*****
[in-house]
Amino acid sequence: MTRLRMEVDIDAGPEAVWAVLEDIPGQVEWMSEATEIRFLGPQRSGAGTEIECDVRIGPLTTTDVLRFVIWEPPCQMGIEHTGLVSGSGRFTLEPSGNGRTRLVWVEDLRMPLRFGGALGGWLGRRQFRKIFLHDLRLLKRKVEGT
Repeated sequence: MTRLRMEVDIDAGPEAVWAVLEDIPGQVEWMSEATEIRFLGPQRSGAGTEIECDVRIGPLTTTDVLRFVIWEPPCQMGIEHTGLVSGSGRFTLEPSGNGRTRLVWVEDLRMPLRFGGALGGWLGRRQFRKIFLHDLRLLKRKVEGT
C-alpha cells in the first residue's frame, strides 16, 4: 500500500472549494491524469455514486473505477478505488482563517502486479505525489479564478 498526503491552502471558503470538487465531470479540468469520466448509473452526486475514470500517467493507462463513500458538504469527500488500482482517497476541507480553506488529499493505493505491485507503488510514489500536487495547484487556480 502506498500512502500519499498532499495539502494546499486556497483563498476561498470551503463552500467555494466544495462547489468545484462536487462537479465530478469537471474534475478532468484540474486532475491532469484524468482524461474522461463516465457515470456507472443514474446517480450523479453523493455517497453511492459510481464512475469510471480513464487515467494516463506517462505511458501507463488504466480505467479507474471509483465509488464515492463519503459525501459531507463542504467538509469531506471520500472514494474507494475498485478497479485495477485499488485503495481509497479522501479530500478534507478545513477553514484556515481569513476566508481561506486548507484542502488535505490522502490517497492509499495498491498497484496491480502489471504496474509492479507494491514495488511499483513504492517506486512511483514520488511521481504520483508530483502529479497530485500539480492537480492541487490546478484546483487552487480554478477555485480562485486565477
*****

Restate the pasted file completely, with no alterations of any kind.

[in-house]
Amino acid sequence: MTRLRMEVDIDAGPEAVWAVLEDIPGQVEWMSEATEIRFLGPQRSGAGTEIECDVRIGPLTTTDVLRFVIWEPPCQMGIEHTGLVSGSGRFTLEPSGNGRTRLVWVEDLRMPLRFGGALGGWLGRRQFRKIFLHDLRLLKRKVEGT
Repeated sequence: MTRLRMEVDIDAGPEAVWAVLEDIPGQVEWMSEATEIRFLGPQRSGAGTEIECDVRIGPLTTTDVLRFVIWEPPCQMGIEHTGLVSGSGRFTLEPSGNGRTRLVWVEDLRMPLRFGGALGGWLGRRQFRKIFLHDLRLLKRKVEGT
C-alpha cells in the first residue's frame, strides 16, 4: 500500500472549494491524469455514486473505477478505488482563517502486479505525489479564478 498526503491552502471558503470538487465531470479540468469520466448509473452526486475514470500517467493507462463513500458538504469527500488500482482517497476541507480553506488529499493505493505491485507503488510514489500536487495547484487556480 502506498500512502500519499498532499495539502494546499486556497483563498476561498470551503463552500467555494466544495462547489468545484462536487462537479465530478469537471474534475478532468484540474486532475491532469484524468482524461474522461463516465457515470456507472443514474446517480450523479453523493455517497453511492459510481464512475469510471480513464487515467494516463506517462505511458501507463488504466480505467479507474471509483465509488464515492463519503459525501459531507463542504467538509469531506471520500472514494474507494475498485478497479485495477485499488485503495481509497479522501479530500478534507478545513477553514484556515481569513476566508481561506486548507484542502488535505490522502490517497492509499495498491498497484496491480502489471504496474509492479507494491514495488511499483513504492517506486512511483514520488511521481504520483508530483502529479497530485500539480492537480492541487490546478484546483487552487480554478477555485480562485486565477